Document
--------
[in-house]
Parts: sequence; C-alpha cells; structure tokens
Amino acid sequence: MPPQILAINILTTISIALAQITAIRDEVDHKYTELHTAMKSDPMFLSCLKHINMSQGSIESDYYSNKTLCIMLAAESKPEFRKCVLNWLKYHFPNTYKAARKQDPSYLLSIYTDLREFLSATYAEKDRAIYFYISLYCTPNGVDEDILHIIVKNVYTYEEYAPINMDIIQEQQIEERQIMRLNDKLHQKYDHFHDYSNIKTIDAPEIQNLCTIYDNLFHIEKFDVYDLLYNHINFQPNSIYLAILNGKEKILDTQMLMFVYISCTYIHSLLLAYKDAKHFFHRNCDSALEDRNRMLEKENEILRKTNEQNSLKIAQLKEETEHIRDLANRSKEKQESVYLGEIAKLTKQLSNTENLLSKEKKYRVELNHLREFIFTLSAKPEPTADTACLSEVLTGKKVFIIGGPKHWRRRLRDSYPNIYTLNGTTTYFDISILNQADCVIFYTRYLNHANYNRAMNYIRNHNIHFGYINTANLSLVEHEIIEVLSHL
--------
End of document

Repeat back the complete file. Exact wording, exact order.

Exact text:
[in-house]
Parts: sequence; C-alpha cells; structure tokens
Amino acid sequence: MPPQILAINILTTISIALAQITAIRDEVDHKYTELHTAMKSDPMFLSCLKHINMSQGSIESDYYSNKTLCIMLAAESKPEFRKCVLNWLKYHFPNTYKAARKQDPSYLLSIYTDLREFLSATYAEKDRAIYFYISLYCTPNGVDEDILHIIVKNVYTYEEYAPINMDIIQEQQIEERQIMRLNDKLHQKYDHFHDYSNIKTIDAPEIQNLCTIYDNLFHIEKFDVYDLLYNHINFQPNSIYLAILNGKEKILDTQMLMFVYISCTYIHSLLLAYKDAKHFFHRNCDSALEDRNRMLEKENEILRKTNEQNSLKIAQLKEETEHIRDLANRSKEKQESVYLGEIAKLTKQLSNTENLLSKEKKYRVELNHLREFIFTLSAKPEPTADTACLSEVLTGKKVFIIGGPKHWRRRLRDSYPNIYTLNGTTTYFDISILNQADCVIFYTRYLNHANYNRAMNYIRNHNIHFGYINTANLSLVEHEIIEVLSHL